There are two parts to pricing. First is the effect virtualizing Oracle Database will have on your Oracle database licensing. I go into this in more detail in a post on Oracle licensing under VMware. One of Oracle VM’s main selling points is that Oracle considers Oracle VM (through hardcoding the CPU binding in the vm.cfg file) a type of hard partitioning and VMware vSphere a type of soft partitioning. When using hard partitioning, Oracle only requires you to license the processors (cores) in that hard partition (aka, the processors visible to the VM). When using soft partitioning, Oracle requires you to license ALL the processors (cores) in the server, even though there may be many more processors present than allocated to the VM. It should be noted that you can do the same type of CPU binding (called CPU affinity) with VMware vSphere, but that Oracle somehow still considers this soft partitioning.

This just seems like a way for Oracle to give their Oracle VM product preferential treatment. How does the joke go… Where does the 800 lb gorilla sit? Anywhere he wants to.

The second part of pricing involves the actual Oracle VM product versus the VMware vSphere product. Oracle basically has two pricing points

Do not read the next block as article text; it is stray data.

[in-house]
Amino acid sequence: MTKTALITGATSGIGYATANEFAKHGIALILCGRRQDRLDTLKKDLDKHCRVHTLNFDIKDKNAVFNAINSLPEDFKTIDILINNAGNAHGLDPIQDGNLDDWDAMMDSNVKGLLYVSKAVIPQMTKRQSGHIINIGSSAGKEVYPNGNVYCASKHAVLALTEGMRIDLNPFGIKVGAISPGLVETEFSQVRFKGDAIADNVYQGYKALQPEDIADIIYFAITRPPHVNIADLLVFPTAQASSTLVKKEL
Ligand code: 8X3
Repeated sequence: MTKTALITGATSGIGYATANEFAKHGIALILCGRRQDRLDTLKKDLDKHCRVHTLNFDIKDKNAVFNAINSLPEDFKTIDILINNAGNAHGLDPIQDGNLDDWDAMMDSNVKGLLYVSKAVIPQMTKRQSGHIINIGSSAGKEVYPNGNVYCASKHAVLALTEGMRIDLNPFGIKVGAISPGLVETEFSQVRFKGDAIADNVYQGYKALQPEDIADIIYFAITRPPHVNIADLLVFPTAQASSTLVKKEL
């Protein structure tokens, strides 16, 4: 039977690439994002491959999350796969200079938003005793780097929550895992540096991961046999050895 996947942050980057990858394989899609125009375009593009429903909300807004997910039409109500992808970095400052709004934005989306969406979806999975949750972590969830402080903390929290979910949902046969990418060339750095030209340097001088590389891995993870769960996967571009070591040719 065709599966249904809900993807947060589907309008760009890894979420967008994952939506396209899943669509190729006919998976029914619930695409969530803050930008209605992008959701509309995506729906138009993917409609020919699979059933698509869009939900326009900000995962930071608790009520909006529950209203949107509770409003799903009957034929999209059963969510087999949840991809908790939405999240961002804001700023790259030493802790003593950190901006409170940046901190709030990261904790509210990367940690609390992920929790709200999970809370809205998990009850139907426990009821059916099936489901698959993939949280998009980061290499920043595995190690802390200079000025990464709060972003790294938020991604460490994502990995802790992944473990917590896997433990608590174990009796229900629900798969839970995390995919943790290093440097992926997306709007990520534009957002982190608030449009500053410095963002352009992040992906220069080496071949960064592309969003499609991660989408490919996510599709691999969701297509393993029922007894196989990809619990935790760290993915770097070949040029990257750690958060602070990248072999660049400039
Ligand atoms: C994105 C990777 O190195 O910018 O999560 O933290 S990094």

o Premier Limited — Up to 2 CPU sockets, regardless of the number of cores per socket in the physical server
o Premier — unlimited CPU sockets in the server

VMware, unlike Oracle, has four product feature levels (Standard, Advanced, Enterprise and Enterprise Plus) and so a head to head comparison is a complete pain to do. The short answer is that Oracle can be significantly cheaper.. The downside of this inexpensiveness is a lack of features. Yes, VMware generally costs more than Oracle, but you’re paying for additional features. Are those features worth it to your organization? That’s for you to decide. In my organization, we are willing to pay for VMware’s features, but my organization’s needs may be different than the needs of your organization.

Does your organization have a need for VM snapshots? Mine absolutely does. Oracle VM doesn’t have it and VMware does, even when you’re using the free version of each product.